Shahid Afridi addresses press conferences in a manner none too different from the way he plays his cricket: in a hurry. ‘In a hurry’, in fact, doesn’t quite capture it. Tabadtod, a Hindi/Urdu adjective which can loosely be translated as — but contains more crunch than — “at a breakneck speed”, comes closer. Afridi’s batting is tabadtod, as is his quickish leg-spin, and the replies are tabadtod too, as words come gushing forth when he answers questions.(Full Coverage|| Fixtures||Photos)
Watching him out there in the middle or behind the microphone, you get the feeling that a more pressing issue is simultaneously unfolding somewhere that requires his urgent, undivided attention. And, therefore, he just wants to get over with whatever he is doing quickly.
As he rushed through the queries at the pre-match media interaction at the PCA Stadium in Mohali on Monday, there was indeed a pressing issue that must have been gnawing at him. After an emphatic 55-run win over Bangladesh in Kolkata, the Afridi-led team promptly, and equally emphatically, lost the next match to India. They now face a red-hot New Zealand and more worryingly, an early exit from the World T20.
While the result in the opening match had papered over the cracks in their batting and overall planning, India brutally exposed each of those on their way to making it 11-0 against the arch-rivals at an world event.
It also seems to have pushed Afridi closer to his end.
“Afriddi ne retairmant nai lai, saddi jaan le layi hai.”
There is this spoof channel on YouTube that dubs a variety videos in Punjabi, superimposing witty one liners over actual soundbytes. It is done with a comic timing that is often deadly in effect. Shahid Afridi is a perennial favourite of this parody channel, and speculation over the retirement of the 36-year-old is a common trope. The creative forces behind this account put the aforementioned words – which essentially mean: “the long wait over Afridi’s retirement is like slow death for us” – in the mouth of a Pakistani fan who is voicing his frustration after the defeat to India in the Asia Cup. Since a loss against India is especially unforgivable in Pakistan, the tragedy manifests itself in various forms: in this case, comedy. The lovable Lala, therefore, becomes lampooned Lala. Not entirely unfairly, as the numbers suggests.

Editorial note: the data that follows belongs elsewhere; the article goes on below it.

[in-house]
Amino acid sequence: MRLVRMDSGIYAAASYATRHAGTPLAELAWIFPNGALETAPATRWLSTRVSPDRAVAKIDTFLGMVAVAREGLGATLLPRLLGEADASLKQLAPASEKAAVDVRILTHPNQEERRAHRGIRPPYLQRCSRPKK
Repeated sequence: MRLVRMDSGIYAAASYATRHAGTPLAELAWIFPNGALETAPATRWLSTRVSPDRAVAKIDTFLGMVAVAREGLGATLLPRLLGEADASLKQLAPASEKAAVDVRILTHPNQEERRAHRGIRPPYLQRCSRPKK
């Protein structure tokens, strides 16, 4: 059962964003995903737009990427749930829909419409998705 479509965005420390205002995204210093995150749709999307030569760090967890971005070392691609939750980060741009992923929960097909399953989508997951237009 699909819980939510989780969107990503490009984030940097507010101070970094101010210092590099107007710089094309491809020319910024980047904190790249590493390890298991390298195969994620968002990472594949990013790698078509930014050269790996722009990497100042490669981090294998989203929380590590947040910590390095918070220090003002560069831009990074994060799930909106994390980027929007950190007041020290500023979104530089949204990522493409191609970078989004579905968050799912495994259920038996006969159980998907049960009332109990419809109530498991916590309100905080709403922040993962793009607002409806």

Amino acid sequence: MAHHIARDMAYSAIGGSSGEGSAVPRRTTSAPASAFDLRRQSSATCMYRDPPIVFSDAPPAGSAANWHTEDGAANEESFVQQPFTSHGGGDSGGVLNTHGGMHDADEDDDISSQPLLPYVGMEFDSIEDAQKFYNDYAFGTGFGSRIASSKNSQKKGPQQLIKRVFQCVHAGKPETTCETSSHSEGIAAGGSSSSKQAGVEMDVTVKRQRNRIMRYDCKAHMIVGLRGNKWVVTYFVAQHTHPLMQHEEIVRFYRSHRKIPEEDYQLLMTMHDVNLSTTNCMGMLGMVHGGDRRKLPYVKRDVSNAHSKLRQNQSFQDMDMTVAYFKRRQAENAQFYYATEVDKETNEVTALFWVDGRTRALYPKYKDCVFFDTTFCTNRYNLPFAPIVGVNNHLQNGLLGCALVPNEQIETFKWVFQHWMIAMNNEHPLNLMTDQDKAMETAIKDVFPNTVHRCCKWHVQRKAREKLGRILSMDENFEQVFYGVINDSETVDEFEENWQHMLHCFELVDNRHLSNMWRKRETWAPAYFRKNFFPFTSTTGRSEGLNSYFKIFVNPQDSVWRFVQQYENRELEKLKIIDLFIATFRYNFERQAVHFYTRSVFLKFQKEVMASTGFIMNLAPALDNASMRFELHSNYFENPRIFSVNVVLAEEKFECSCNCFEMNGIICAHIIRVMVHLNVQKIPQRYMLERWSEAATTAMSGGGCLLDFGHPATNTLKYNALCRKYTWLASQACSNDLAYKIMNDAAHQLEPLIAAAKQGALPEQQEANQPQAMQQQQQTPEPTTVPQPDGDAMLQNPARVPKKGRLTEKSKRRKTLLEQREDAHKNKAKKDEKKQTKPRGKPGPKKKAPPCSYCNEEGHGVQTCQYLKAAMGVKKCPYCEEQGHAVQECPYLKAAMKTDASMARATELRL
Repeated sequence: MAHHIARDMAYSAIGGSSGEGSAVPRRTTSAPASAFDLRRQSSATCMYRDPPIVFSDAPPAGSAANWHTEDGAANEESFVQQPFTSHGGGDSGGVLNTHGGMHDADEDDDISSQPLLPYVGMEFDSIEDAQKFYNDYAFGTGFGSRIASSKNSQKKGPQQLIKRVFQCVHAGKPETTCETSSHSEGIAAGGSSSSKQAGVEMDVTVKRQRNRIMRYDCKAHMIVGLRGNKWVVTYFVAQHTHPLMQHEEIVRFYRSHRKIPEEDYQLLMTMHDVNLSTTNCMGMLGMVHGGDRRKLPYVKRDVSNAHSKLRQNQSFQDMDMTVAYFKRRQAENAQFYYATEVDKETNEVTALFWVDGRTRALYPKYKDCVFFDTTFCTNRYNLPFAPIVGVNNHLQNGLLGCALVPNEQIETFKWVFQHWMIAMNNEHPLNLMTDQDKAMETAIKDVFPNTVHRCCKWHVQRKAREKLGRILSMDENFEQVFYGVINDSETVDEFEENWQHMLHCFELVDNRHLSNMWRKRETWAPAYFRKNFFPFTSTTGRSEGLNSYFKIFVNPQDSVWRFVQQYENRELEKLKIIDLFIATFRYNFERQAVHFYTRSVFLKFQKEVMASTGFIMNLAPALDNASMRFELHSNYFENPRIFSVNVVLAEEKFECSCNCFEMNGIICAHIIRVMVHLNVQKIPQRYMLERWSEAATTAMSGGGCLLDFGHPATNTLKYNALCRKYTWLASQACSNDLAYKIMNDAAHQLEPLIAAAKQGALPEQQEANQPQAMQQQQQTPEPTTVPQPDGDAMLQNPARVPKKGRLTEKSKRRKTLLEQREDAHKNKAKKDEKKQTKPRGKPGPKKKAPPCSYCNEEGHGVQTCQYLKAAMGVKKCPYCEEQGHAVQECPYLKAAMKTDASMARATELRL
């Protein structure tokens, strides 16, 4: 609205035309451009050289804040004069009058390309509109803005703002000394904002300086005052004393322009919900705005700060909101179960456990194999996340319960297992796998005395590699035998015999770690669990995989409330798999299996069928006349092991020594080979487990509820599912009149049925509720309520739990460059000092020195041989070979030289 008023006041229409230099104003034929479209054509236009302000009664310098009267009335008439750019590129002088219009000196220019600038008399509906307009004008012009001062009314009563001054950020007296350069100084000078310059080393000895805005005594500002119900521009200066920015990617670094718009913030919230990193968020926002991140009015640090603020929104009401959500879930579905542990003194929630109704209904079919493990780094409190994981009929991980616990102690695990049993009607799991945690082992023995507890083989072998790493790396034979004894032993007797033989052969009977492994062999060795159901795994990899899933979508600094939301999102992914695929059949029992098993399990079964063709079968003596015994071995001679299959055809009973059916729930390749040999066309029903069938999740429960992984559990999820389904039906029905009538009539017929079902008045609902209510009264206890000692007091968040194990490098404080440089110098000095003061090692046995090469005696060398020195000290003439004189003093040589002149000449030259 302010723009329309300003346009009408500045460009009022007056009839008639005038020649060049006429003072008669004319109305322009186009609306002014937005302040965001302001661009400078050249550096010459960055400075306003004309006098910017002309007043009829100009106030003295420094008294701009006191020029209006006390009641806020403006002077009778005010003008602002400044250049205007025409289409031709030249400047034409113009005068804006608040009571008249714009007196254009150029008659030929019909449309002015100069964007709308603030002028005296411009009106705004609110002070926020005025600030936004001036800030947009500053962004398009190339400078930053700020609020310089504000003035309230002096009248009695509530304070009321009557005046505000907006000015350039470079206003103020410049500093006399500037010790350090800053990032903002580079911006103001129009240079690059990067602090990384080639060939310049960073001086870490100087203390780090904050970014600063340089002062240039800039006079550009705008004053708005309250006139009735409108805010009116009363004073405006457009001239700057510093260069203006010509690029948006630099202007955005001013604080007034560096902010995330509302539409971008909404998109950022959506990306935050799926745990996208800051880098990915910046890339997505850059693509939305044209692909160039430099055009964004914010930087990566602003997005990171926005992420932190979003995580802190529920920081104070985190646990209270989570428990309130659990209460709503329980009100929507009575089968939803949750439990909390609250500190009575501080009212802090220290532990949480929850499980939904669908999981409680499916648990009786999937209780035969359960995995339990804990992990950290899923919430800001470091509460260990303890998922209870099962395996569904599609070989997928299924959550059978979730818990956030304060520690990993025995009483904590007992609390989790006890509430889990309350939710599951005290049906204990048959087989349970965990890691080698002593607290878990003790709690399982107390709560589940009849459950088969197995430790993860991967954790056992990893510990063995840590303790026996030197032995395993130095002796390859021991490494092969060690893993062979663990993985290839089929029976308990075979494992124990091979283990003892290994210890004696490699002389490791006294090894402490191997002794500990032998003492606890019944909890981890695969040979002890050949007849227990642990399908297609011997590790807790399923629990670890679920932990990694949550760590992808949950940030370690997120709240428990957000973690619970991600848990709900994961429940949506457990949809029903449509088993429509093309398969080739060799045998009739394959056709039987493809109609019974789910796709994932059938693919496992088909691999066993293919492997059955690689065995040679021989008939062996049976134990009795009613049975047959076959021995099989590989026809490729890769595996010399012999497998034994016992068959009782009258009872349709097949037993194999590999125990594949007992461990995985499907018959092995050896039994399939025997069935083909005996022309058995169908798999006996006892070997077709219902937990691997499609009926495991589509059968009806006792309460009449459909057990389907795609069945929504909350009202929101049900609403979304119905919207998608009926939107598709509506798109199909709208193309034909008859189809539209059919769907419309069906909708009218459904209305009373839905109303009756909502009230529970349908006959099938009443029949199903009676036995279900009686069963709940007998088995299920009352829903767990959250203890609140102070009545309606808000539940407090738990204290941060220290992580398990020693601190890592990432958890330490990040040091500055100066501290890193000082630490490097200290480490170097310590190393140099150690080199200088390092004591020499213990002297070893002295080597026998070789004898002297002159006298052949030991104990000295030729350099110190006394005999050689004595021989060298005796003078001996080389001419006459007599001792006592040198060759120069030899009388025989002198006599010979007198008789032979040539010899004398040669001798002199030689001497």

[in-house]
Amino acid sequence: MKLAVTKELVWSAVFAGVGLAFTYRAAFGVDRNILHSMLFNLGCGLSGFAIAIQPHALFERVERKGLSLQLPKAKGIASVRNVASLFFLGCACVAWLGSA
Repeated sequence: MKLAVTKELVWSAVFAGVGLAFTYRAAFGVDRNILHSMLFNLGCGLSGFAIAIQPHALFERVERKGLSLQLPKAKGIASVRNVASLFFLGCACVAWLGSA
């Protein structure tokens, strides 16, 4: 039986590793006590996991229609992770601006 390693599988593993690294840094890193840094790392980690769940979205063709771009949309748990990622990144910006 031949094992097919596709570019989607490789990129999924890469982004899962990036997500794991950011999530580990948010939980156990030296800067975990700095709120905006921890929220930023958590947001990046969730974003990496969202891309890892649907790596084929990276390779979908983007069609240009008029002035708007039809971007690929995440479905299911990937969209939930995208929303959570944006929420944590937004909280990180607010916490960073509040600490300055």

As has been mentioned before, Pakistan are now 11-0 against India in the last 24 years in limited-overs cricket’s showpiece events. As a player, Afridi has been part of nine of those. He has seen defeats to India at the World Cup become from a stray case to a streak to now a full-blown jinx. He has himself failed in all nine of those matches. Against India in four ODI World Cups, he has averaged 14 with the bat and 140 with the ball. The corresponding record in the five World T20s has been 7.40 with the bat and 50 with the ball.
For long, he has escaped the blame. But nowadays, not even Misbah-Ul-Haq is there to share the debit. In front of the press, he tries to resort to witticism to deflect criticism.
“Younis Khan ki chhodiye, cricket ne to bohot logo to rulaya hai,” he says, and the press room guffaws.
The answer is mostly irrelevant to the question, but it doesn’t matter.
“I have seen many cricketers quit the game, but I want to thank god for giving me the strength to play for so long. But, all that matters is that I and my team give my 100 percent in the field. Result is a different thing, but if we give our best I don’t think Pakistan’s aawam would have any problem.”